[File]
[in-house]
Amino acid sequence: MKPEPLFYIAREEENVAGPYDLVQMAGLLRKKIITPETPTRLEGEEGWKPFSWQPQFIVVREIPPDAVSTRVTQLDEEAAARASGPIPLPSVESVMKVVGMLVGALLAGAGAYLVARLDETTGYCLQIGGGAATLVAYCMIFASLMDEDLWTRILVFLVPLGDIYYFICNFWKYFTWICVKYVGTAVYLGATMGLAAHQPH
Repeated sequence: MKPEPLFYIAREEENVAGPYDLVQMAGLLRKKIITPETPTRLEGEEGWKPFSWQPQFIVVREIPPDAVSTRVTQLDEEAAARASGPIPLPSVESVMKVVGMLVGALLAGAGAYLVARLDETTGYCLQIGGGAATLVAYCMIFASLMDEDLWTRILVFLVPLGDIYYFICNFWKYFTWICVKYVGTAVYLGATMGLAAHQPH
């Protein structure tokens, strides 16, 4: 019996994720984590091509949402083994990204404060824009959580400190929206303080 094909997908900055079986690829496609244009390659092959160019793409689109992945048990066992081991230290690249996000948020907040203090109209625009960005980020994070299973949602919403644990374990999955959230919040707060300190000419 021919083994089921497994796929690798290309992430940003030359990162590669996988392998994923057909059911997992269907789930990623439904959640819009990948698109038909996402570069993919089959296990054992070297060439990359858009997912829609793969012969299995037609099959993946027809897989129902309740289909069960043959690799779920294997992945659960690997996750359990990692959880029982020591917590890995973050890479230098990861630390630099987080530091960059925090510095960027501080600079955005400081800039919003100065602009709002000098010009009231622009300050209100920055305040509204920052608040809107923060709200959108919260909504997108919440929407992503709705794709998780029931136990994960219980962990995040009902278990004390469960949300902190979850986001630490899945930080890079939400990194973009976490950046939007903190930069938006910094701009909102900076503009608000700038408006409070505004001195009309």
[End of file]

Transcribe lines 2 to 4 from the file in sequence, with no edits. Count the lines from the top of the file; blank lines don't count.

Amino acid sequence: MKPEPLFYIAREEENVAGPYDLVQMAGLLRKKIITPETPTRLEGEEGWKPFSWQPQFIVVREIPPDAVSTRVTQLDEEAAARASGPIPLPSVESVMKVVGMLVGALLAGAGAYLVARLDETTGYCLQIGGGAATLVAYCMIFASLMDEDLWTRILVFLVPLGDIYYFICNFWKYFTWICVKYVGTAVYLGATMGLAAHQPH
Repeated sequence: MKPEPLFYIAREEENVAGPYDLVQMAGLLRKKIITPETPTRLEGEEGWKPFSWQPQFIVVREIPPDAVSTRVTQLDEEAAARASGPIPLPSVESVMKVVGMLVGALLAGAGAYLVARLDETTGYCLQIGGGAATLVAYCMIFASLMDEDLWTRILVFLVPLGDIYYFICNFWKYFTWICVKYVGTAVYLGATMGLAAHQPH
């Protein structure tokens, strides 16, 4: 019996994720984590091509949402083994990204404060824009959580400190929206303080 094909997908900055079986690829496609244009390659092959160019793409689109992945048990066992081991230290690249996000948020907040203090109209625009960005980020994070299973949602919403644990374990999955959230919040707060300190000419 021919083994089921497994796929690798290309992430940003030359990162590669996988392998994923057909059911997992269907789930990623439904959640819009990948698109038909996402570069993919089959296990054992070297060439990359858009997912829609793969012969299995037609099959993946027809897989129902309740289909069960043959690799779920294997992945659960690997996750359990990692959880029982020591917590890995973050890479230098990861630390630099987080530091960059925090510095960027501080600079955005400081800039919003100065602009709002000098010009009231622009300050209100920055305040509204920052608040809107923060709200959108919260909504997108919440929407992503709705794709998780029931136990994960219980962990995040009902278990004390469960949300902190979850986001630490899945930080890079939400990194973009976490950046939007903190930069938006910094701009909102900076503009608000700038408006409070505004001195009309």